Friday, June 18, 2010

MIT quits open-source Kuali project

What happened: Recently, MIT announced it would discontinue partnership with the Kuali foundation on an open-source project called Kuali Student. This came, according to an official press release, after extensive discussions with board members and people and groups directly involved in developing this student-administration software.

What the press release didn't say is why MIT made this decision. It seems likely that the decision was financial. According to a Chronicle of Higher Education article, MIT is the second higher education institution in the last several months to pull out of Kuali Student; Florida State University withdrew in February due to budget cuts.

Why it matters: MIT has been a strong and vocal supporter of openness in higher education and research. During my employ at the Institute, administrators officially adopted an open access policy which was designed to support the widest possible circulation of ideas, projects, and research generated by MIT-affiliated researchers. MIT has embraced the open education movement, investing copious time, energy, and dollars into its OpenCourseWare project.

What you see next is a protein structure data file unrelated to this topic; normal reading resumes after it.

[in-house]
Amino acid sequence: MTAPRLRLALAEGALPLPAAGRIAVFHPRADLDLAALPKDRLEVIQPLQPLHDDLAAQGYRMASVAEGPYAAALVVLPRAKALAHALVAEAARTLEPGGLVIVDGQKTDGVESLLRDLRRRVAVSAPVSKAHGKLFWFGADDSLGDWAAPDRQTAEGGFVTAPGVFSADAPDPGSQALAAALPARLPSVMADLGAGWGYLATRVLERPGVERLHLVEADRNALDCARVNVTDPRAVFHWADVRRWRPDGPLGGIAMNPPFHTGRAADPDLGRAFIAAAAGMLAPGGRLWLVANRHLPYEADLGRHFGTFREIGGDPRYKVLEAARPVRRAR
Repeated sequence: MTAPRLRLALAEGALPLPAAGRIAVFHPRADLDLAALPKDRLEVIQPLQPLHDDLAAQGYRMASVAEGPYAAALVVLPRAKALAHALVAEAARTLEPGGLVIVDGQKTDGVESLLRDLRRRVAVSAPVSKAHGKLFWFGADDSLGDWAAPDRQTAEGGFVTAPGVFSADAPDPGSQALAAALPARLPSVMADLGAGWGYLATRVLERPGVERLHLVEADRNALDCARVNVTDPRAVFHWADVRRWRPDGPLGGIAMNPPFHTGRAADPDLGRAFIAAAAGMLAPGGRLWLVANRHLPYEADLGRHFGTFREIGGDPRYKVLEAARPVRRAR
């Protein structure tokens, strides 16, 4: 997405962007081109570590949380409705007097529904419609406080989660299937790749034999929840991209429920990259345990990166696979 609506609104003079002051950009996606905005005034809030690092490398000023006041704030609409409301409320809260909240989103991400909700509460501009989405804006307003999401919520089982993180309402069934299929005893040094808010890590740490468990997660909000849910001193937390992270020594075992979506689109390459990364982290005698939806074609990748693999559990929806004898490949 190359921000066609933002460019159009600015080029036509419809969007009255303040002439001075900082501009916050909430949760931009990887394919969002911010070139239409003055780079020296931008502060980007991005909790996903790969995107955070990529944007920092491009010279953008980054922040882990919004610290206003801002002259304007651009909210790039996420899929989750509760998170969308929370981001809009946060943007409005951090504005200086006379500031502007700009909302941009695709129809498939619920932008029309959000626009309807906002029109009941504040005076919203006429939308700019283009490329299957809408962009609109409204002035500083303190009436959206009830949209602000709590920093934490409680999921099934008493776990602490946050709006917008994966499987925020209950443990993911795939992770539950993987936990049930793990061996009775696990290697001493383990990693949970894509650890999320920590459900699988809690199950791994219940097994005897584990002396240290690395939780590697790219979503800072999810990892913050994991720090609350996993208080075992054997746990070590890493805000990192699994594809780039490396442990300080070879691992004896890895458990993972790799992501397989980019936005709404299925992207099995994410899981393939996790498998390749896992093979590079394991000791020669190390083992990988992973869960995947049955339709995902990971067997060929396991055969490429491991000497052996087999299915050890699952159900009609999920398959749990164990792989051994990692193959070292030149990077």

If MIT's decision to withdraw from Kuali Student is primarily a cost-cutting measure--and again, we don't know for sure if this is the rationale--this does not bode well for open education. It's all too easy to treat the idea of openness as a luxury worth pursuing during times of plenty and simple to abandon during times of famine. But the openness movement, in all its iterations (software, hardware, education, access, and so on), is not a luxury. It's a necessity. Transparency problems are part of what got us into this mess in the first place, especially in higher education where access to high-quality learning is still sequestered off behind a series of wrought-iron gates that cost too much--too much time, too much money, too much sacrifice--for many of our learners to be willing or able to gain entry.

We are no longer in an era where we can afford to make powerful, empowering education available only to the few. Indeed, one can easily argue that it's not openness but opacity that is the luxury.

1 comment:

smkeesle said...

How active was MIT in the development of Kuali?
The way the article was written, you'd think that the legs have been ripped out from beneath the project. I'm not sure how accurate that is.

It may be that they simply unencumbered themselves from the project, lowering coordination costs and allowing someone else ready to do work to step in...so this may be a positive move.

 

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